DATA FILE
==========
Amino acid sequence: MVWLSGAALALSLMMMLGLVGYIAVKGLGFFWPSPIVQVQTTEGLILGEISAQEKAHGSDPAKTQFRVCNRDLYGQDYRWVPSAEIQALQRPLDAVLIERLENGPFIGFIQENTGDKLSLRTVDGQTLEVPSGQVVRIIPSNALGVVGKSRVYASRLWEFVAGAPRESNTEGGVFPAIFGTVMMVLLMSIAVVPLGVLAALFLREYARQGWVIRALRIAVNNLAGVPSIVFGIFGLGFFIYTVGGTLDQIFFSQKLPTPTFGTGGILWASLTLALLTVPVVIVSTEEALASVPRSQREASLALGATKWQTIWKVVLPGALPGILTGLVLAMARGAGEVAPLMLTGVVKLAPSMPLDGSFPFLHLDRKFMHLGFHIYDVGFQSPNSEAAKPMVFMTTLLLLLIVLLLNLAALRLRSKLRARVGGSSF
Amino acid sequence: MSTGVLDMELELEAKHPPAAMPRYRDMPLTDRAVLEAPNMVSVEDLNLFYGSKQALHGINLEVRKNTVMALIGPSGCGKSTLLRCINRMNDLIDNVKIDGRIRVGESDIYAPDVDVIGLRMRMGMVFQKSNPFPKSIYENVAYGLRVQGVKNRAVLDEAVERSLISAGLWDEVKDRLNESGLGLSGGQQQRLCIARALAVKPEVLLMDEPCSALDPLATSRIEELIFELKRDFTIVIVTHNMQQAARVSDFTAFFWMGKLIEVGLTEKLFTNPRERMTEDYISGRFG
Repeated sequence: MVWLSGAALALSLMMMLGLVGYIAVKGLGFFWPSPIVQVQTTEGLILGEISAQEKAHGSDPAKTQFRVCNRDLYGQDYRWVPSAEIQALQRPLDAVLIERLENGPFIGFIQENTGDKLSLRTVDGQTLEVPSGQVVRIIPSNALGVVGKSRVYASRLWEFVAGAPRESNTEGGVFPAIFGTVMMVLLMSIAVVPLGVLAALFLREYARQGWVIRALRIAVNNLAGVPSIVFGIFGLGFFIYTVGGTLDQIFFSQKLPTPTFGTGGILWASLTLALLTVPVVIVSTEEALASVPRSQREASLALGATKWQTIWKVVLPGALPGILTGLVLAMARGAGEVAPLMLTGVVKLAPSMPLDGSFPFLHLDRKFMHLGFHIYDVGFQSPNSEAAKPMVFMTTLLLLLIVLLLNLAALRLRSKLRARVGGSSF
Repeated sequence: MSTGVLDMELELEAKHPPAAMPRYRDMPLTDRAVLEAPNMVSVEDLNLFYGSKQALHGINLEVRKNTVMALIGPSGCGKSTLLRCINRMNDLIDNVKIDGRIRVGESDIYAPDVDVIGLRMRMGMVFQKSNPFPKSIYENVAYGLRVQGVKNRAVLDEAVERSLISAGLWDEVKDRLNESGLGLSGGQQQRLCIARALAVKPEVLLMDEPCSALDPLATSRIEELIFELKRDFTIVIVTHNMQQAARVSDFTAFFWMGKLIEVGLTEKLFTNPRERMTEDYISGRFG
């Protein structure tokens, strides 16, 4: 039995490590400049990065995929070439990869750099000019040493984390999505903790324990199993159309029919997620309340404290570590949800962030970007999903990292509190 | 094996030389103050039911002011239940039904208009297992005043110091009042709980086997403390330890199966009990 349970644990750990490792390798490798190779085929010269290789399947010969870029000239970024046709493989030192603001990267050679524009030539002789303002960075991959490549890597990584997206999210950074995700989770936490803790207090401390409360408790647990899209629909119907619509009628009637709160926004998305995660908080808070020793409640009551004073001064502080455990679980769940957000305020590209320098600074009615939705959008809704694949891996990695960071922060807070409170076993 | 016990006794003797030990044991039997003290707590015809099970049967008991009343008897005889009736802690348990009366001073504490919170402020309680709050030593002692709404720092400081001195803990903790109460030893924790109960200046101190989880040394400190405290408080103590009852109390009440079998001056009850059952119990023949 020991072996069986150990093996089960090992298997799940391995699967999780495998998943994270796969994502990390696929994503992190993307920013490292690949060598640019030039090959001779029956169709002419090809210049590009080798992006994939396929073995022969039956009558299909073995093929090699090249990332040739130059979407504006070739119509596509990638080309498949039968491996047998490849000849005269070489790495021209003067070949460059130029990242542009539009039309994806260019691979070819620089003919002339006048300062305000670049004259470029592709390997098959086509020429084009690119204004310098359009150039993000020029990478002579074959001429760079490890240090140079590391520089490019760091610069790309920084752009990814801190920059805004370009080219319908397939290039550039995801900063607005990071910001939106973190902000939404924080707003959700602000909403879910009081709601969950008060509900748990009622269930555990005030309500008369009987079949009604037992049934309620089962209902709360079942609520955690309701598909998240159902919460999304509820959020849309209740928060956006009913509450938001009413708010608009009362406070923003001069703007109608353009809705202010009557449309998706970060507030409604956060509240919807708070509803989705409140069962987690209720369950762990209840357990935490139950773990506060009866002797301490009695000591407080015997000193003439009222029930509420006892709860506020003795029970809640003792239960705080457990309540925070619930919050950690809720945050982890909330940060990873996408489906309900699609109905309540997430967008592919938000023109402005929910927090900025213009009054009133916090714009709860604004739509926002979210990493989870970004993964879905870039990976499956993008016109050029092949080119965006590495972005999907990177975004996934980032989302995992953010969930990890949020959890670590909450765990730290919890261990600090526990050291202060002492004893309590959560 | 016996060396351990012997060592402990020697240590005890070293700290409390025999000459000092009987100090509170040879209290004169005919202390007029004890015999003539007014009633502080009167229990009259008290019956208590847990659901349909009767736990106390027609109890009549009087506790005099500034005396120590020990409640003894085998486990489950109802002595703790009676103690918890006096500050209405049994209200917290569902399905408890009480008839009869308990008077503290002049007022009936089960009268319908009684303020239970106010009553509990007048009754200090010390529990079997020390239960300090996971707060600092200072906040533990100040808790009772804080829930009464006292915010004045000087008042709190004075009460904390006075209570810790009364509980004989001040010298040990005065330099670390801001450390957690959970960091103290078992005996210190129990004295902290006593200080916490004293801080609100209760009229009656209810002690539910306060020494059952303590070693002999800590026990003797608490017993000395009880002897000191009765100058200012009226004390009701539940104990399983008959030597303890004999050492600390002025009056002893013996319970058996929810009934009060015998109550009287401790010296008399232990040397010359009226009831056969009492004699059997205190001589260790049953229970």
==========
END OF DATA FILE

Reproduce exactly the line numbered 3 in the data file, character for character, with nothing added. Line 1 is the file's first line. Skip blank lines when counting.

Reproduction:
Repeated sequence: MVWLSGAALALSLMMMLGLVGYIAVKGLGFFWPSPIVQVQTTEGLILGEISAQEKAHGSDPAKTQFRVCNRDLYGQDYRWVPSAEIQALQRPLDAVLIERLENGPFIGFIQENTGDKLSLRTVDGQTLEVPSGQVVRIIPSNALGVVGKSRVYASRLWEFVAGAPRESNTEGGVFPAIFGTVMMVLLMSIAVVPLGVLAALFLREYARQGWVIRALRIAVNNLAGVPSIVFGIFGLGFFIYTVGGTLDQIFFSQKLPTPTFGTGGILWASLTLALLTVPVVIVSTEEALASVPRSQREASLALGATKWQTIWKVVLPGALPGILTGLVLAMARGAGEVAPLMLTGVVKLAPSMPLDGSFPFLHLDRKFMHLGFHIYDVGFQSPNSEAAKPMVFMTTLLLLLIVLLLNLAALRLRSKLRARVGGSSF